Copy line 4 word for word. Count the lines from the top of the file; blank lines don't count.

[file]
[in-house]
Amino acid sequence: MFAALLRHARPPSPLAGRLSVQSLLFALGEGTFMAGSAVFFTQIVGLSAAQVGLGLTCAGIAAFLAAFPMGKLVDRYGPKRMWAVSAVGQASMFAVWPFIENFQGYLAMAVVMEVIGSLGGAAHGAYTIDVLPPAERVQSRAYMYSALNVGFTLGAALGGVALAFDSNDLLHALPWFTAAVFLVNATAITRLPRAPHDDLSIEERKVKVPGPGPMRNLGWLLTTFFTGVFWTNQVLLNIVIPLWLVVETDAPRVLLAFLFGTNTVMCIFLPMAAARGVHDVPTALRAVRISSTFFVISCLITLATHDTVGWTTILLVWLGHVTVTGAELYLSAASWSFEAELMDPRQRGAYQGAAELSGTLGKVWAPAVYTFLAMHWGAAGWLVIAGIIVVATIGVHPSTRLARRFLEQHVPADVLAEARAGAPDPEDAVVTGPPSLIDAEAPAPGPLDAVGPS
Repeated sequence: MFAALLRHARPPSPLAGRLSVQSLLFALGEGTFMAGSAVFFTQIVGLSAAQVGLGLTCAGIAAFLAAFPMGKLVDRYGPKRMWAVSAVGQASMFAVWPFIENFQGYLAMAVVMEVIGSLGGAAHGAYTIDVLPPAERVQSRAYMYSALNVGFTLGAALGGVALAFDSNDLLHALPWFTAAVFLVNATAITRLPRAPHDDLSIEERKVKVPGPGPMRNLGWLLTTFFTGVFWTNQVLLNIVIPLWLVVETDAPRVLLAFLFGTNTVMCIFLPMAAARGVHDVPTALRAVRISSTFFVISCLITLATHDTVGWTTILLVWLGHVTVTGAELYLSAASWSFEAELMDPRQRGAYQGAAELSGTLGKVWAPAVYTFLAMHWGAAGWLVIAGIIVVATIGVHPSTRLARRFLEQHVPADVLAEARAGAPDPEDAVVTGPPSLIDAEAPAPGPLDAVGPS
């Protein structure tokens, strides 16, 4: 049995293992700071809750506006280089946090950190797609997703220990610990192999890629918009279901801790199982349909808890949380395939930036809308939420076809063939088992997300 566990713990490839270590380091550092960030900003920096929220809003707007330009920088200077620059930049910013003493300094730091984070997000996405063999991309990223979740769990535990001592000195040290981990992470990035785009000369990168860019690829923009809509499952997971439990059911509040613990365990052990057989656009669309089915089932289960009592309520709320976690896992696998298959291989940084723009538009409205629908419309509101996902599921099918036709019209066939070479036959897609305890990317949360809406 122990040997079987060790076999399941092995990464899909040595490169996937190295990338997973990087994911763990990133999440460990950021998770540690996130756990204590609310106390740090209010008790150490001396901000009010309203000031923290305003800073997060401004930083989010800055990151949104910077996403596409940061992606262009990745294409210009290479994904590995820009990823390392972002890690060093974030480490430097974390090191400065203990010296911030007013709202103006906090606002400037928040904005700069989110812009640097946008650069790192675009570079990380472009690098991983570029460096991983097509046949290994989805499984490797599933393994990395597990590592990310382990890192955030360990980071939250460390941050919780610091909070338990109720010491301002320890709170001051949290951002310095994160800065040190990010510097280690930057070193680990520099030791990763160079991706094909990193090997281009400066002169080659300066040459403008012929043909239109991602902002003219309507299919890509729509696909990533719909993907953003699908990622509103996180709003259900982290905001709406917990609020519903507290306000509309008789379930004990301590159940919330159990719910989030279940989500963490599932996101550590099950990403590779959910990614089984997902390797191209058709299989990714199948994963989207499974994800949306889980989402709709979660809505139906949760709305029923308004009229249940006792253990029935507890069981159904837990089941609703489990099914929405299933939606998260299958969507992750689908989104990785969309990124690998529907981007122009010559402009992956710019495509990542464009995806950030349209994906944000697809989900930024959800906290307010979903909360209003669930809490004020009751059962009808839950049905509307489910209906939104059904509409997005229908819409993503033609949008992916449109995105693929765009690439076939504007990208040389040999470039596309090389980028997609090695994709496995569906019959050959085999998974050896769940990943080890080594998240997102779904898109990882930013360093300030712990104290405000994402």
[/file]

């Protein structure tokens, strides 16, 4: 049995293992700071809750506006280089946090950190797609997703220990610990192999890629918009279901801790199982349909808890949380395939930036809308939420076809063939088992997300 566990713990490839270590380091550092960030900003920096929220809003707007330009920088200077620059930049910013003493300094730091984070997000996405063999991309990223979740769990535990001592000195040290981990992470990035785009000369990168860019690829923009809509499952997971439990059911509040613990365990052990057989656009669309089915089932289960009592309520709320976690896992696998298959291989940084723009538009409205629908419309509101996902599921099918036709019209066939070479036959897609305890990317949360809406 122990040997079987060790076999399941092995990464899909040595490169996937190295990338997973990087994911763990990133999440460990950021998770540690996130756990204590609310106390740090209010008790150490001396901000009010309203000031923290305003800073997060401004930083989010800055990151949104910077996403596409940061992606262009990745294409210009290479994904590995820009990823390392972002890690060093974030480490430097974390090191400065203990010296911030007013709202103006906090606002400037928040904005700069989110812009640097946008650069790192675009570079990380472009690098991983570029460096991983097509046949290994989805499984490797599933393994990395597990590592990310382990890192955030360990980071939250460390941050919780610091909070338990109720010491301002320890709170001051949290951002310095994160800065040190990010510097280690930057070193680990520099030791990763160079991706094909990193090997281009400066002169080659300066040459403008012929043909239109991602902002003219309507299919890509729509696909990533719909993907953003699908990622509103996180709003259900982290905001709406917990609020519903507290306000509309008789379930004990301590159940919330159990719910989030279940989500963490599932996101550590099950990403590779959910990614089984997902390797191209058709299989990714199948994963989207499974994800949306889980989402709709979660809505139906949760709305029923308004009229249940006792253990029935507890069981159904837990089941609703489990099914929405299933939606998260299958969507992750689908989104990785969309990124690998529907981007122009010559402009992956710019495509990542464009995806950030349209994906944000697809989900930024959800906290307010979903909360209003669930809490004020009751059962009808839950049905509307489910209906939104059904509409997005229908819409993503033609949008992916449109995105693929765009690439076939504007990208040389040999470039596309090389980028997609090695994709496995569906019959050959085999998974050896769940990943080890080594998240997102779904898109990882930013360093300030712990104290405000994402």